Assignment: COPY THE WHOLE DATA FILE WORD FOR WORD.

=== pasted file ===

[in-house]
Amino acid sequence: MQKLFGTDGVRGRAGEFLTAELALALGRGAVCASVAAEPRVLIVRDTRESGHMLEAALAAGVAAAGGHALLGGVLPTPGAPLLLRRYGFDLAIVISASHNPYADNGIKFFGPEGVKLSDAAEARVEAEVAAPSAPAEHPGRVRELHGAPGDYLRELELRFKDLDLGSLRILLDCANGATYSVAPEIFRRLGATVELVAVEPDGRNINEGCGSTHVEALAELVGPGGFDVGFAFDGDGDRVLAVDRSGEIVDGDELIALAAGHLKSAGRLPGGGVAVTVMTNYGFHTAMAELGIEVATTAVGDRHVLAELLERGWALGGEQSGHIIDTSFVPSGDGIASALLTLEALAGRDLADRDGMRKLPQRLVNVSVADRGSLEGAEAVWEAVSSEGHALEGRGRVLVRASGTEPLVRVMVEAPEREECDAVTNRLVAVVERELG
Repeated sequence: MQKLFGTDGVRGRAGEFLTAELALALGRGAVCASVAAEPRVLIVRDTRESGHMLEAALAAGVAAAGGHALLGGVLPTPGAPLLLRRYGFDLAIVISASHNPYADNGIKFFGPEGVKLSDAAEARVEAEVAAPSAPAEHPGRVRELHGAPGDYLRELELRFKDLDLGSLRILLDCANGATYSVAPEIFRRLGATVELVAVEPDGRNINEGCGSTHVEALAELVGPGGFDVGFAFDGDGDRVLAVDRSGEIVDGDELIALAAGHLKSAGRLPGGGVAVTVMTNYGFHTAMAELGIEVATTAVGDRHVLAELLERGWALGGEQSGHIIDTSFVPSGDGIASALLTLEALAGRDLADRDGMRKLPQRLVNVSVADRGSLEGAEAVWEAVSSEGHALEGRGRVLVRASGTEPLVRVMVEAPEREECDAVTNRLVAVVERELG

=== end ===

[in-house]
Amino acid sequence: MQKLFGTDGVRGRAGEFLTAELALALGRGAVCASVAAEPRVLIVRDTRESGHMLEAALAAGVAAAGGHALLGGVLPTPGAPLLLRRYGFDLAIVISASHNPYADNGIKFFGPEGVKLSDAAEARVEAEVAAPSAPAEHPGRVRELHGAPGDYLRELELRFKDLDLGSLRILLDCANGATYSVAPEIFRRLGATVELVAVEPDGRNINEGCGSTHVEALAELVGPGGFDVGFAFDGDGDRVLAVDRSGEIVDGDELIALAAGHLKSAGRLPGGGVAVTVMTNYGFHTAMAELGIEVATTAVGDRHVLAELLERGWALGGEQSGHIIDTSFVPSGDGIASALLTLEALAGRDLADRDGMRKLPQRLVNVSVADRGSLEGAEAVWEAVSSEGHALEGRGRVLVRASGTEPLVRVMVEAPEREECDAVTNRLVAVVERELG
Repeated sequence: MQKLFGTDGVRGRAGEFLTAELALALGRGAVCASVAAEPRVLIVRDTRESGHMLEAALAAGVAAAGGHALLGGVLPTPGAPLLLRRYGFDLAIVISASHNPYADNGIKFFGPEGVKLSDAAEARVEAEVAAPSAPAEHPGRVRELHGAPGDYLRELELRFKDLDLGSLRILLDCANGATYSVAPEIFRRLGATVELVAVEPDGRNINEGCGSTHVEALAELVGPGGFDVGFAFDGDGDRVLAVDRSGEIVDGDELIALAAGHLKSAGRLPGGGVAVTVMTNYGFHTAMAELGIEVATTAVGDRHVLAELLERGWALGGEQSGHIIDTSFVPSGDGIASALLTLEALAGRDLADRDGMRKLPQRLVNVSVADRGSLEGAEAVWEAVSSEGHALEGRGRVLVRASGTEPLVRVMVEAPEREECDAVTNRLVAVVERELG